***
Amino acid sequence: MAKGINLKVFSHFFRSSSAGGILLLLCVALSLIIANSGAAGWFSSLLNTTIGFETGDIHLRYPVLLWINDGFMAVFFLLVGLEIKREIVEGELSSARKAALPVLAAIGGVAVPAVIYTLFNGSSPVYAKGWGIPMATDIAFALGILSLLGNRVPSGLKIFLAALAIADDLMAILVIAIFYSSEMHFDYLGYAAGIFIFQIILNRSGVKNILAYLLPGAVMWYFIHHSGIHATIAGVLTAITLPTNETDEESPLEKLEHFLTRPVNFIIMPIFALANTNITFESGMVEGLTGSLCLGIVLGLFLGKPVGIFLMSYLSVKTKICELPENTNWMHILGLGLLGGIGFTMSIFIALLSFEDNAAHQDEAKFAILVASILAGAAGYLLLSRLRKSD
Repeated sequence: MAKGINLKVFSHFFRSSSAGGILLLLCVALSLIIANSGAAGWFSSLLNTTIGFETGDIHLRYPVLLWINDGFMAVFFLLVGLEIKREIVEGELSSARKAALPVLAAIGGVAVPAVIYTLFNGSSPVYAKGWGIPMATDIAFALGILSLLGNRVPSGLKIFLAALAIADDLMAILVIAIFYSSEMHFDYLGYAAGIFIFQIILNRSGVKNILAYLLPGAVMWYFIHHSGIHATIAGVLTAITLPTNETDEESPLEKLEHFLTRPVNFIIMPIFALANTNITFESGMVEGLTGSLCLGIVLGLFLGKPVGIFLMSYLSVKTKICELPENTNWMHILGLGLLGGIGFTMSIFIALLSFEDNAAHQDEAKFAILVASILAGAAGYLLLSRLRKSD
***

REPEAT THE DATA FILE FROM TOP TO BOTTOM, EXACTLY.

Amino acid sequence: MAKGINLKVFSHFFRSSSAGGILLLLCVALSLIIANSGAAGWFSSLLNTTIGFETGDIHLRYPVLLWINDGFMAVFFLLVGLEIKREIVEGELSSARKAALPVLAAIGGVAVPAVIYTLFNGSSPVYAKGWGIPMATDIAFALGILSLLGNRVPSGLKIFLAALAIADDLMAILVIAIFYSSEMHFDYLGYAAGIFIFQIILNRSGVKNILAYLLPGAVMWYFIHHSGIHATIAGVLTAITLPTNETDEESPLEKLEHFLTRPVNFIIMPIFALANTNITFESGMVEGLTGSLCLGIVLGLFLGKPVGIFLMSYLSVKTKICELPENTNWMHILGLGLLGGIGFTMSIFIALLSFEDNAAHQDEAKFAILVASILAGAAGYLLLSRLRKSD
Repeated sequence: MAKGINLKVFSHFFRSSSAGGILLLLCVALSLIIANSGAAGWFSSLLNTTIGFETGDIHLRYPVLLWINDGFMAVFFLLVGLEIKREIVEGELSSARKAALPVLAAIGGVAVPAVIYTLFNGSSPVYAKGWGIPMATDIAFALGILSLLGNRVPSGLKIFLAALAIADDLMAILVIAIFYSSEMHFDYLGYAAGIFIFQIILNRSGVKNILAYLLPGAVMWYFIHHSGIHATIAGVLTAITLPTNETDEESPLEKLEHFLTRPVNFIIMPIFALANTNITFESGMVEGLTGSLCLGIVLGLFLGKPVGIFLMSYLSVKTKICELPENTNWMHILGLGLLGGIGFTMSIFIALLSFEDNAAHQDEAKFAILVASILAGAAGYLLLSRLRKSD